Author(s): Cloninger CR, Salloum IM, Mezzich JE
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Abstract The causes of wellbeing and illbeing interact with feedback dynamics resulting in the same set of traits giving rise to a variety of health outcomes (multi-finality) and different traits giving rise to the same health outcome (equi-finality). As a result, a full understanding of health and its disorders must be in terms of a complex adaptive system of causes, rather than in terms of categorical diagnoses or sets of symptoms. The three domains of person-centered integrative diagnosis (PID) are considered here as interacting components of a complex adaptive system comprised of health status (functioning/wellness versus disability/disorder), experience of health (self-awareness/fulfillment versus misunderstanding/suffering) and contributors to health (protective versus risk factors). The PID domains thereby allow healthcare and health promotion to be understood in terms of measurable components of a complex adaptive system. Three major concepts of health are examined in detail to identify their dynamic origins: Psychological Maturity, Flourishing and Resilience. In humanistic psychology, psychological maturity (i.e. healthy personality, mental wellbeing) involves the development of high self-directedness, high co-operativeness and high self-transcendence, but self-transcendence is nevertheless devalued in individualistic and materialistic cultures except when people must face adversity and ultimate situations like suffering or the threat of death. Psychological Maturity develops through two complementary processes often labeled as Flourishing and Resilience. Flourishing is the development of one's potential to live optimally, especially as the result of favorable circumstances, whereas Resilience is positive adaptation to life despite adverse circumstances. As a result of the complex feedback dynamics between the processes of flourishing and resilience, each person is a unique individual who has a variety of paths for achieving positive health and wellbeing open to him or her. Person-centered health promotion and care can thereby be approached as a creative life project that can be conducted with the assistance of healthcare workers who are both therapeutic allies and well-informed experts.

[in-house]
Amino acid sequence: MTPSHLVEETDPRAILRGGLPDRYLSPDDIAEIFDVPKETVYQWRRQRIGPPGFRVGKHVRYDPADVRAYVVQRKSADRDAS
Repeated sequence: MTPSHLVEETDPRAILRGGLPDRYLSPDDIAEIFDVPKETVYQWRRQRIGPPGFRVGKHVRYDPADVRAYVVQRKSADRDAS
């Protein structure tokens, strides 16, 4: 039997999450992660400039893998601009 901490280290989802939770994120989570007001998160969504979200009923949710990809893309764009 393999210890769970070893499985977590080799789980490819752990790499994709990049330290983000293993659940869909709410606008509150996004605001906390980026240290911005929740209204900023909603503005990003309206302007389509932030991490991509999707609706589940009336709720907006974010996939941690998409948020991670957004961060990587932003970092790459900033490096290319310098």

This article was published in Int J Pers Cent Med
and referenced in Clinical and Experimental Psychology